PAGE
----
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What kind of player becomes a D1 NCAA College Cup player?

My U16 son played in the VisitRaleigh Showcase and while down in North Carolina we were able to watch the NCAA College Cup Semi-Finals. Having watched the NCAA D1 Soccer postseason fairly closely it was exciting to have the opportunity to watch these 4 talented teams play back to back at the amazing Wakemed Soccer Park.

The soccer purists (read snobs) like to tell us that soccer in the US is of poor quality and that our NCAA D1 teams are just athletes and not technically and tactically sound footballers. While I would agree the level is certainly not of professional caliber – the two matches we watched on Saturday were high intensity, fast paced and possession based. It was exciting to witness Indiana University reach 100 NCAA tournament wins, a first for any D1 men's soccer program. The energy in the stadium was amazing and it was an all around great night.

After watching Syracuse University top Creighton and then Indiana University beat the University of Pittsburgh I began to wonder about the composition of each of those teams. I am in Raleigh for a college showcase and my 15 year old is in the beginning stages of college recruitment. I wonder, what kind of player becomes a D1 NCAA College Cup player?

To explore this more we took on the task of discovering where these players are from, what is their playing history and how did they come to collectively play in this once in a lifetime event to represent their school at the national level. We collected data for each of the 4 teams participating in the final four and looked at their starting line-ups and substitutions for this one final four game.

When talking with families about their college recruitment process I hear time and again, “I want to go somewhere, where I will play.” With this in mind we looked at how many freshmen played in the College Cup Semifinals. Only 3 freshmen played in this event but when looking at sophomores the number jumps significantly to 15 sophomores. The average player in this event was just over 21 years old and in their junior year of college.

Another topic that comes up often when discussing D1 and D2 college soccer is the topic of International Students. We often hear that D2 specifically supports a majority of international students in their soccer programs. When looking at the 4 schools participating in the NCAA D1 College Cup Semifinals were surprised to find that only 40% of the players were International Students. We also learned that 12% of players played for the national system in some capacity; players either participated in youth player pools or were called up to play in international competitions for their country.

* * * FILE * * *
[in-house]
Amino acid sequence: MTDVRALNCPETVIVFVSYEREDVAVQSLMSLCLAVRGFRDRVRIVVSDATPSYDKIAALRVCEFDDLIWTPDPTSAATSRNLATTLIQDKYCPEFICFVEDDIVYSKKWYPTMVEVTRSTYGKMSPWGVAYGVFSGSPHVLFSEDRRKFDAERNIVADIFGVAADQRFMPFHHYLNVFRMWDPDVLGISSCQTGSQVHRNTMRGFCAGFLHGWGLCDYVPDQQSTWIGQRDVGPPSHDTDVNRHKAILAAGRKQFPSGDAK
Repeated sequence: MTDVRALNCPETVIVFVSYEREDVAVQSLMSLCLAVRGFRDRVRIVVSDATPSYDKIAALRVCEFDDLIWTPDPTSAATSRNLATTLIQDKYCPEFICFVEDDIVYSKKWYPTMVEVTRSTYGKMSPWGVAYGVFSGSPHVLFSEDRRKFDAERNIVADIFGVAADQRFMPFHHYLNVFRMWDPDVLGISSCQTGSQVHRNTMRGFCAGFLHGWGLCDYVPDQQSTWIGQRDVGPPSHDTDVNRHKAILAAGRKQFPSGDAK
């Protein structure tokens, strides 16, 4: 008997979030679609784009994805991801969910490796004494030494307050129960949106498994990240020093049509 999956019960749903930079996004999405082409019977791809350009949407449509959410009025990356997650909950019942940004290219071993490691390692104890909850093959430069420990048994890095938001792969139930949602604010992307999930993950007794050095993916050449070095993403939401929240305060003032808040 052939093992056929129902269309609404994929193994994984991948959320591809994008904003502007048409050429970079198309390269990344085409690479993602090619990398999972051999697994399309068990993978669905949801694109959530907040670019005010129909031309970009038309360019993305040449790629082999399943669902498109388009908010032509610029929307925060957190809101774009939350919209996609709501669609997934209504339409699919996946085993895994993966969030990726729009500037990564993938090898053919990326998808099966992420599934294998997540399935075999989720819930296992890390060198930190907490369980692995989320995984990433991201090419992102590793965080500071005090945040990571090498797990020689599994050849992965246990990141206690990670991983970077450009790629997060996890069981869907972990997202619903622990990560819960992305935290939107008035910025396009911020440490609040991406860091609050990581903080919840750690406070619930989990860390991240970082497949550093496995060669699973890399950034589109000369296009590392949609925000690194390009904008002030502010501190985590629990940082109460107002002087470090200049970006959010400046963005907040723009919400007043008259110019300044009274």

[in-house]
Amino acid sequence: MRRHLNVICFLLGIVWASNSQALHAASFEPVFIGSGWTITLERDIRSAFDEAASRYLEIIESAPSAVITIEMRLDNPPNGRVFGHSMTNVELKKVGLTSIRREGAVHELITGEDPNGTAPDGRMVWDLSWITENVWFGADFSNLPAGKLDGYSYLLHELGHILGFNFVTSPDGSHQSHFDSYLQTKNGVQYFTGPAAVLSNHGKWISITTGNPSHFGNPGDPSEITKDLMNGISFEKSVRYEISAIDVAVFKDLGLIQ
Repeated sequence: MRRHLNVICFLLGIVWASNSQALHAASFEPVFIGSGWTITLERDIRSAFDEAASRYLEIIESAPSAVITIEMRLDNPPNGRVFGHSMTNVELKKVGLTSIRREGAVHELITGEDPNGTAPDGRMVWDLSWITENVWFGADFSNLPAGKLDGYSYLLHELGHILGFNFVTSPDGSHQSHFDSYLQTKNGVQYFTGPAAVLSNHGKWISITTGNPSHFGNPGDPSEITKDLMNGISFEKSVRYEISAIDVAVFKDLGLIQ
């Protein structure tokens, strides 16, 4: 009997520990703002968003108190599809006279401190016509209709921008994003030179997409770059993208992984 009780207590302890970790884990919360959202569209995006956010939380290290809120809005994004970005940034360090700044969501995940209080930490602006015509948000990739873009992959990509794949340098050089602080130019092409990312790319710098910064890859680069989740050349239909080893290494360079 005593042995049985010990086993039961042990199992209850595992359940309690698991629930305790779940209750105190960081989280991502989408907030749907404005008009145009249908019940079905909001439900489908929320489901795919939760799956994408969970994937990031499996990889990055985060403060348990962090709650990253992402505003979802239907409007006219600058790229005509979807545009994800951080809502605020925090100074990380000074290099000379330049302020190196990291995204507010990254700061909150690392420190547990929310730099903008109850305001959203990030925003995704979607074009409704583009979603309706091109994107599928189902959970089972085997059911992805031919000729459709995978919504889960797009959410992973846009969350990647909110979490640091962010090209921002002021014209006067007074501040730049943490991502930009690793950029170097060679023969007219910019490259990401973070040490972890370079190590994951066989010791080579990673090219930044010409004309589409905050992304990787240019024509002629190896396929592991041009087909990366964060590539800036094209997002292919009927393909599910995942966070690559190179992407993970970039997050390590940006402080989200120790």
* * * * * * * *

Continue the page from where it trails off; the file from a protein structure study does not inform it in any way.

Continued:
One of the most encouraging statistics is that 28% of players were transfers; players who came from other collegiate programs to their current school. Many played in DII or NAIA programs before their transfer but a surprising number came from community or junior colleges before transferring. This is important for the athlete who might want to play DI or believes they should be playing at a higher level but their recruitment process hasn’t garnered the results they had hoped or they are not academically ready. Players can start anywhere, work hard and develop the skills and relationships to reach their goals.

Ohio represented this event well. We had 4 players participating and all 4 players came through the Crew Academy including Indiana University’s goalkeeper JT Harms of Plain City who was the only goalkeeper of the evening with a shutout. Indiana University also played Samuel Sarver of Chesterland and Maouloune Goumballe of Cincinnati. Colin Biros of Jackson, Ohio was a transfer from the University of Akron who came on as a sub for Syracuse University.

Each of the College Cup teams were composed of a diverse roster varying in nationalities, ages and playing backgrounds. What I found most interesting when doing this research was that although every player from Ohio came through Crew Academy there were a number of players without academy and national pedigree who not only played but impacted the game. Aspiring college prospects can take away from this analysis that D1 NCAA College Cup players are talented, hard working and focused players, if you want to play at this level you have to rise to the level but there is no one pathway to D1 soccer.

Be sure to watch the NCAA D1 Men's College Cup on Monday (12/12/2022) at 6:00 PM on ESPNU.

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